By Anna Seacat
My Sam’s Club membership, which I have been renewing for 10 years, is going to expire in two weeks. My neighbors have been encouraging me to try Costco instead. My husband recently read that Costco is the new “Organic King.” Plus, we both just really hate everything about Wal-Mart. For these reasons, our plan was to let our Sam’s membership expire and join Costco — that is, until I heard about the CEO of www.Boxed.com.
I started to see national media outlets and members in my social network talking about a socially minded CEO who was using his own money to fund the college education of his employees’ children. While consuming this content, I discovered that Boxed claims to be an online alternative to Sam’s Club and Costco.
So, now, instead of belonging to either brick-and-mortar warehouse club, I am already using Boxed to shop for bulk-sized organic products. To be honest, I’m not even sure that I couldn’t find better deals on Amazon. But, I will happily pay a bit more to support a CEO and an organization that is socially minded.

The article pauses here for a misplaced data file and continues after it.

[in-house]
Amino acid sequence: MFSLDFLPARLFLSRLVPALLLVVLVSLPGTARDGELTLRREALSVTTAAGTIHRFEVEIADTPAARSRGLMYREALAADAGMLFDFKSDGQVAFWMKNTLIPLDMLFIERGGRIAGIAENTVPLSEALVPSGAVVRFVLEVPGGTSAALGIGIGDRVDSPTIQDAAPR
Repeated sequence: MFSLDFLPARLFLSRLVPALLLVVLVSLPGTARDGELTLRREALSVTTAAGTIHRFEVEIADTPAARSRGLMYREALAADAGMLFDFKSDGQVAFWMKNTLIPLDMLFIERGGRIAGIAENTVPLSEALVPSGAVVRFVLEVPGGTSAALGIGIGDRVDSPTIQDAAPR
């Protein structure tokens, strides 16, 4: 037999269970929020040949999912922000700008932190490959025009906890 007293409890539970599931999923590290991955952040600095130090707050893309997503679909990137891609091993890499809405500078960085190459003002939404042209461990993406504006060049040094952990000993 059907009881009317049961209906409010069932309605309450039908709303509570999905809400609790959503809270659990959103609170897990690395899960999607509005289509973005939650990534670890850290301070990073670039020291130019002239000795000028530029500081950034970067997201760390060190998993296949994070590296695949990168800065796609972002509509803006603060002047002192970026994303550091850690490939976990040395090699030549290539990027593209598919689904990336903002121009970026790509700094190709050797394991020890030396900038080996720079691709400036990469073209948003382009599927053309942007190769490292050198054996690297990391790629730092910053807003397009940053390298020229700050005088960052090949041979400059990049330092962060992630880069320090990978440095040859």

What Inbound Marketing Does Well:
Realizing Opportunity during a Buyer’s Journey
Alas, if it had not been for Boxed’s savvy CEO and a realized inbound marketing opportunity, I would be joining Costco. Ultimately, effective inbound marketing should capture your audience’s attention and hold it during a time of need. If I had seen a banner ad positioning Boxed as an alternative to Sam’s and Costco, I may have clicked through and jumped around the site a bit – a success at capturing my attention but not holding it. Being an alternative would not have been enough to change my consumption behavior, especially since I could easily price compare with Amazon.
Holding my attention and moving me closer to making a purchasing decision required a story – a story that only inbound marketing could deliver. Is this what your inbound marketing achieves?